The COVID-19 pandemic hasn’t stopped 36 young people from Armidale’s Ezidi refugee community taking important steps towards their higher education goals.
Through UNE’s English Language Centre, the students have completed a 16-week academic English preparation course as part of a unique program developed at UNE to help prepare secondary school students and young adults in the Ezidi community who aspire to study at university.
Funded and delivered face-to-face since 2018, this year the course has been held completely over Moodle and Zoom, to accommodate social distancing requirements brought about by the COVID-19 pandemic.
“In March, just as the 2020 project was starting up, COVID-19 closed everything down, and the project team and the project participants found themselves on a huge learning curve,” says project leader Associate Professor Susan Feez, from UNE’s School of Education.
“The team worked tirelessly so participants were able to use phones, tablets and computers to engage in project activities delivered via Zoom and Moodle.”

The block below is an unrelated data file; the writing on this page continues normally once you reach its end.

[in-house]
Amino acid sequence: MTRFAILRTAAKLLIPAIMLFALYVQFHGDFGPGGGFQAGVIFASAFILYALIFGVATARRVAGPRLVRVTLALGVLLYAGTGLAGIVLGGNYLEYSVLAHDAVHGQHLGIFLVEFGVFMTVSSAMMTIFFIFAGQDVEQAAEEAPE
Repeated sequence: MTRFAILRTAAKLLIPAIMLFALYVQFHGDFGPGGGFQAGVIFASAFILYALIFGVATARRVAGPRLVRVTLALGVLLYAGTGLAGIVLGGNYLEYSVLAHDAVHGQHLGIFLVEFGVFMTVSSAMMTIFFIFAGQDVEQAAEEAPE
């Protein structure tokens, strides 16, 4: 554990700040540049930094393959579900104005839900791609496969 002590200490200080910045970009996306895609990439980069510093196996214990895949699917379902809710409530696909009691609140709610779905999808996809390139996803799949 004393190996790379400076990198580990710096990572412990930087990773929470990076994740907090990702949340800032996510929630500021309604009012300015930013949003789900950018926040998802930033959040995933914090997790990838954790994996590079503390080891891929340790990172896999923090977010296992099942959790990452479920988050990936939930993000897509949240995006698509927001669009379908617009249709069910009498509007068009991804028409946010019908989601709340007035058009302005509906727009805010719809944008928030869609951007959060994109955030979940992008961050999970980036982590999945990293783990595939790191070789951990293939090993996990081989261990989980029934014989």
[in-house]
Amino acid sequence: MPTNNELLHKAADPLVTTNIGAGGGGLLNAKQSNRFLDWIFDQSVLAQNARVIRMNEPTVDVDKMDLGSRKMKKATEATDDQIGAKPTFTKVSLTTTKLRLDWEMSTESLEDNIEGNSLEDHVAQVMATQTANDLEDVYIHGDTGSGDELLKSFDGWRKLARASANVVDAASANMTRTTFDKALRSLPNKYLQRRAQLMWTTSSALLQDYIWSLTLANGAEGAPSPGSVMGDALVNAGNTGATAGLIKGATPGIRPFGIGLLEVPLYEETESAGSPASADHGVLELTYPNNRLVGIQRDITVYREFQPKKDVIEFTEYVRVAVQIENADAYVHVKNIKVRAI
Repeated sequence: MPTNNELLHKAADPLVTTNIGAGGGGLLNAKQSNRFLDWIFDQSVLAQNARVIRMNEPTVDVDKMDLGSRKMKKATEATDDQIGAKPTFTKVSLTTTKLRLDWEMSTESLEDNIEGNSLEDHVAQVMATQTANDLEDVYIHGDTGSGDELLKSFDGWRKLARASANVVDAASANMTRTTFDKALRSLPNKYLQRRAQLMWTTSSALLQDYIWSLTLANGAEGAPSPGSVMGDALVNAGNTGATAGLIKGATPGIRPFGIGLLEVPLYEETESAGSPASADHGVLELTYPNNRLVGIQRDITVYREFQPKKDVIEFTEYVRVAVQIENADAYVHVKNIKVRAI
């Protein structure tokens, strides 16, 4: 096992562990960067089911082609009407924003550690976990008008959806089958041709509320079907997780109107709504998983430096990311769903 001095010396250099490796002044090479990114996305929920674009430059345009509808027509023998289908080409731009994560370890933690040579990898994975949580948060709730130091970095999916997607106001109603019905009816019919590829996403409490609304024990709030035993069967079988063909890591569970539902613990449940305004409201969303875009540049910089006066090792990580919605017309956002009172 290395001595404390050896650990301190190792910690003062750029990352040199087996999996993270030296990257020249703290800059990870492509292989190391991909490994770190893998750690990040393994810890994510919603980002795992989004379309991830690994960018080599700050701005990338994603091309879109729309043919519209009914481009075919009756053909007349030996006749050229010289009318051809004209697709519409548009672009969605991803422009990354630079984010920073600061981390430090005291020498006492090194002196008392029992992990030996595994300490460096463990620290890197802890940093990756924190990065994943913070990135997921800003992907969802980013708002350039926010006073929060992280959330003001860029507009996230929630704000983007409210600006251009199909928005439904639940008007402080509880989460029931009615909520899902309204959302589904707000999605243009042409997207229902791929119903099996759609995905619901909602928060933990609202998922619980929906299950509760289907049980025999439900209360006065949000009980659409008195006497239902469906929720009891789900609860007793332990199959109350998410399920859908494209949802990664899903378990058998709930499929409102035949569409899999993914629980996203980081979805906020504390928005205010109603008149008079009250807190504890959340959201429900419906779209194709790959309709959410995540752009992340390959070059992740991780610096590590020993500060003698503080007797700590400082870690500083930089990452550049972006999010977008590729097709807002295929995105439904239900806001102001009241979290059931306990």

Using this new online delivery mode, and after initial training and support to use the digital platforms, the students were able to complete the course delivered by a project team from the ELC and Faculty of Humanities, Arts, Social Sciences and Education (HASSE).
Many of the 2020 course participants only met their teachers face-to-face for the first time last week as they celebrated their success at Armidale’s Minnie Barn Ezidi restaurant.
Teachers presented each participant with a certificate, praising them on their commitment, determination and growth over the past 16 weeks.
The academic English preparation course and broader tertiary orientation and preparation program are funded by the Australian Government Higher Education Participation and Partnerships Program (HEPPP).
The project will continue with HEPPP funding until the end of 2020.